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Mr. Hammond: Is the hon. Gentleman aware of the Carter review to which I referred earlier? Does he anticipate a gesture in response to that review, as proposed by the new clause? The state should recognise that in some cases significant costs previously borne by the state are transferred to business through business administration, particularly of in-work welfare schemes.

Rob Marris: I am not about to prejudge the outcome of the Carter review. We must consider the practicalities

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of the way in which legislation operates, as I know the hon. Gentleman wishes to do. He talked about benefits being imposed on business; however, the flavour of his remarks was that, for example, he and his colleagues might wish to get rid of a swathe of health and safety legislation, which is massively beneficial to business and those who work in business. I hope that he will give an assurance that he and his party do not intend to do so. No doubt he will address that issue when he sums up.

The hon. Gentleman also mentioned favourable treatment for parents when he discussed flexible working. I am delighted that there is favourable treatment for parents; I say so as someone who, sadly, is not a parent, despite my best endeavours and those of my partner. Although I am not a parent, the next generation will look after me in my old age, assuming that I have the privilege of reaching an old age. I hope that my nephews and nieces are prepared to look after me as carers, if it comes to that. I salute the hon. Gentleman for suggesting that carers should be included in flexible working. I only wish that he had tabled an amendment to that effect; we could have debated it and heard the Minister's views.

Finally, on new clause 4, I hope that the Minister will give us an assurance that sufficient resources will be available to the Advisory, Conciliation and Arbitration Service to do any extra work that may be required under the Bill. I am not saying that the Bill will require extra work, but if it does, I hope that the Minister can give us that assurance.

Mr. Mark Field: It is a pleasure to follow the hon. Members for Wolverhampton, South-West (Rob Marris) and for Weston-super-Mare (Brian Cotter). I suspect that the tent will not be big enough to keep us all happy, but I hope that our debate will continue in an easy-going manner.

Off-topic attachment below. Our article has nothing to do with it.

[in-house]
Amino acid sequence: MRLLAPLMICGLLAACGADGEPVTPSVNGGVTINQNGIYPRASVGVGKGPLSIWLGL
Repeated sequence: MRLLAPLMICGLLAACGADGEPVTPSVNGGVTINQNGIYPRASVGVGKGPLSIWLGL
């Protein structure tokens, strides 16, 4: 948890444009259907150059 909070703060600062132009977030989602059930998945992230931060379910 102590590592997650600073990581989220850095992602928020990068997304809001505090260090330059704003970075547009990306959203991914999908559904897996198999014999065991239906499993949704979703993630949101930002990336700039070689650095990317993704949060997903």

I want to address in particular new clause 1, to which my hon. Friend the Member for Runnymede and Weybridge (Mr. Hammond) gave such a skilful introduction.

5.30 pm

I well understand what was said in relation to part 1. Although I did not serve on the Standing Committee, I have paid close attention to the Bill, which is clearly important. Behind it is a practical analysis of the modern world of work, and I fully appreciate that the family needs and responsibilities, especially of young employees, must be catered for. I should like to think, though, that many sensible and responsible employers have catered for them on a voluntary basis, without the need for legislative constraint. I recognise that the Minister will no doubt point out that some employers do not play the game and make life difficult for employees who find themselves in dire straits, for whatever reason.

My hon. Friend the Member for Runnymede and Weybridge hit the nail on the head. There is a great cost not just to businesses, but to fellow employees arising from many of the new rights that have been put in place. It is highly unfair, particularly in a tight employment

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market and in a small business context, that people who by choice are not parents, for example, find an increasing burden placed on their shoulders.

Helen Jones: Can the hon. Gentleman enlighten me? In new clause 1(c)(iii), who are the "others", who are neither employers nor employees? How would he carry out an assessment of the costs and benefits of the Bill to them?

Mr. Field: There are external costs that will not be borne directly by either employers or employees, but which may be borne by a range of bodies. For example, to promote the Act it is likely that there will be a large amount of advertising via various Government Departments, which have been known to extol the virtues of their own legislation. That expense would be covered by sub-paragraph (iii).

Mr. Hammond: The hon. Member for Warrington, North (Helen Jones) does not seem satisfied with my hon. Friend's answer. The most obvious "others", neither employees nor employers, are surely the Government—the public purse.

Mr. Field: I hoped that that was the point that I was making. I thank my hon. Friend.

Earlier, the Minister proudly announced the support of the CBI. Central to the proposal set out in the new clause is the protection of small businesses. The CBI has supported in principle a number of pieces of legislation that have been introduced in the past five years. I hasten to add that the CBI was also supportive of much legislation passed over the previous 18 years. One of the reasons for that support is that larger businesses are well catered for. They have the infrastructure in place. They have large human resources or personnel departments.